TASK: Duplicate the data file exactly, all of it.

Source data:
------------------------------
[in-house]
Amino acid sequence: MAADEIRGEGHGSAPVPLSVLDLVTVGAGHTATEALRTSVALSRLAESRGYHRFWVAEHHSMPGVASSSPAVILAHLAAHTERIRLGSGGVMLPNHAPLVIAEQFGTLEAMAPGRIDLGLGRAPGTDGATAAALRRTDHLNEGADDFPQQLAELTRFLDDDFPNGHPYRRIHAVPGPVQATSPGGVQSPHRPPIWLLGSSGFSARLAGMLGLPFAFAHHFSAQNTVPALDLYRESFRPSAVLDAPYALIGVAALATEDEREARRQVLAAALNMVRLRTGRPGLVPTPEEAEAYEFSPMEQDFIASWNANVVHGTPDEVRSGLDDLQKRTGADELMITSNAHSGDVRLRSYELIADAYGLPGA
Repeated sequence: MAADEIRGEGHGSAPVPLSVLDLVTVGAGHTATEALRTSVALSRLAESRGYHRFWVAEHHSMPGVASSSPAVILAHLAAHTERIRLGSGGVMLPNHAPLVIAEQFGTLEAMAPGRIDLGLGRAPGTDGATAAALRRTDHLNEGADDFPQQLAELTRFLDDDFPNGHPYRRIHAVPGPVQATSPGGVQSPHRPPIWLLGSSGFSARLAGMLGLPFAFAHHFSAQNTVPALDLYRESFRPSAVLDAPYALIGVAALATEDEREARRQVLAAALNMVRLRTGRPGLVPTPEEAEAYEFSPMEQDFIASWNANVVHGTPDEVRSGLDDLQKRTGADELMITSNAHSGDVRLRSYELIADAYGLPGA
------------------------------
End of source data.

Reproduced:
[in-house]
Amino acid sequence: MAADEIRGEGHGSAPVPLSVLDLVTVGAGHTATEALRTSVALSRLAESRGYHRFWVAEHHSMPGVASSSPAVILAHLAAHTERIRLGSGGVMLPNHAPLVIAEQFGTLEAMAPGRIDLGLGRAPGTDGATAAALRRTDHLNEGADDFPQQLAELTRFLDDDFPNGHPYRRIHAVPGPVQATSPGGVQSPHRPPIWLLGSSGFSARLAGMLGLPFAFAHHFSAQNTVPALDLYRESFRPSAVLDAPYALIGVAALATEDEREARRQVLAAALNMVRLRTGRPGLVPTPEEAEAYEFSPMEQDFIASWNANVVHGTPDEVRSGLDDLQKRTGADELMITSNAHSGDVRLRSYELIADAYGLPGA
Repeated sequence: MAADEIRGEGHGSAPVPLSVLDLVTVGAGHTATEALRTSVALSRLAESRGYHRFWVAEHHSMPGVASSSPAVILAHLAAHTERIRLGSGGVMLPNHAPLVIAEQFGTLEAMAPGRIDLGLGRAPGTDGATAAALRRTDHLNEGADDFPQQLAELTRFLDDDFPNGHPYRRIHAVPGPVQATSPGGVQSPHRPPIWLLGSSGFSARLAGMLGLPFAFAHHFSAQNTVPALDLYRESFRPSAVLDAPYALIGVAALATEDEREARRQVLAAALNMVRLRTGRPGLVPTPEEAEAYEFSPMEQDFIASWNANVVHGTPDEVRSGLDDLQKRTGADELMITSNAHSGDVRLRSYELIADAYGLPGA